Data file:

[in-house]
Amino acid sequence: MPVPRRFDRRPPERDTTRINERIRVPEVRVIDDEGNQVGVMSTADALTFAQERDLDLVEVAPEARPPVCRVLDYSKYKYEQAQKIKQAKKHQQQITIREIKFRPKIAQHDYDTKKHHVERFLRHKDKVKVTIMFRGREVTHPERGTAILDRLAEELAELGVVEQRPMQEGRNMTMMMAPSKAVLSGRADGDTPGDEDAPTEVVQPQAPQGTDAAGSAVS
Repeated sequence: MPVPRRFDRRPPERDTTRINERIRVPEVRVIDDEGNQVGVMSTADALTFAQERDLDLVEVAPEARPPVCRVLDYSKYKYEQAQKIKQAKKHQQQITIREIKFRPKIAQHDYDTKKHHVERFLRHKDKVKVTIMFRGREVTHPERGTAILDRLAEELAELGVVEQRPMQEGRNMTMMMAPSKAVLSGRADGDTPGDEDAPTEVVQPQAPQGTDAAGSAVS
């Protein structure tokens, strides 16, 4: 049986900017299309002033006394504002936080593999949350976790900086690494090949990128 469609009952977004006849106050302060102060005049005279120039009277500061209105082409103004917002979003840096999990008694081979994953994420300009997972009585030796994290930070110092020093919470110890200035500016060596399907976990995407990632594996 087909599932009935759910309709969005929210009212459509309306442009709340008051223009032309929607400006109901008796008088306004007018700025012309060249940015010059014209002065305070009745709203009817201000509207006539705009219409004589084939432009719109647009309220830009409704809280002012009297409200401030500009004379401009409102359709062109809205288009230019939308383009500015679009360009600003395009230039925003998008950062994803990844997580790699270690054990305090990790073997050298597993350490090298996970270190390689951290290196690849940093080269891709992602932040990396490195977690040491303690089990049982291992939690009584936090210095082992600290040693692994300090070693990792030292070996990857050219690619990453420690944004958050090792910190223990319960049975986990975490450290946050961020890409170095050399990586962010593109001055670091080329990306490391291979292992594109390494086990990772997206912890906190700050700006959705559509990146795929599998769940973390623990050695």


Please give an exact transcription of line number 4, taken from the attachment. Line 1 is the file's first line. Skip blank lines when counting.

């Protein structure tokens, strides 16, 4: 049986900017299309002033006394504002936080593999949350976790900086690494090949990128 469609009952977004006849106050302060102060005049005279120039009277500061209105082409103004917002979003840096999990008694081979994953994420300009997972009585030796994290930070110092020093919470110890200035500016060596399907976990995407990632594996 087909599932009935759910309709969005929210009212459509309306442009709340008051223009032309929607400006109901008796008088306004007018700025012309060249940015010059014209002065305070009745709203009817201000509207006539705009219409004589084939432009719109647009309220830009409704809280002012009297409200401030500009004379401009409102359709062109809205288009230019939308383009500015679009360009600003395009230039925003998008950062994803990844997580790699270690054990305090990790073997050298597993350490090298996970270190390689951290290196690849940093080269891709992602932040990396490195977690040491303690089990049982291992939690009584936090210095082992600290040693692994300090070693990792030292070996990857050219690619990453420690944004958050090792910190223990319960049975986990975490450290946050961020890409170095050399990586962010593109001055670091080329990306490391291979292992594109390494086990990772997206912890906190700050700006959705559509990146795929599998769940973390623990050695």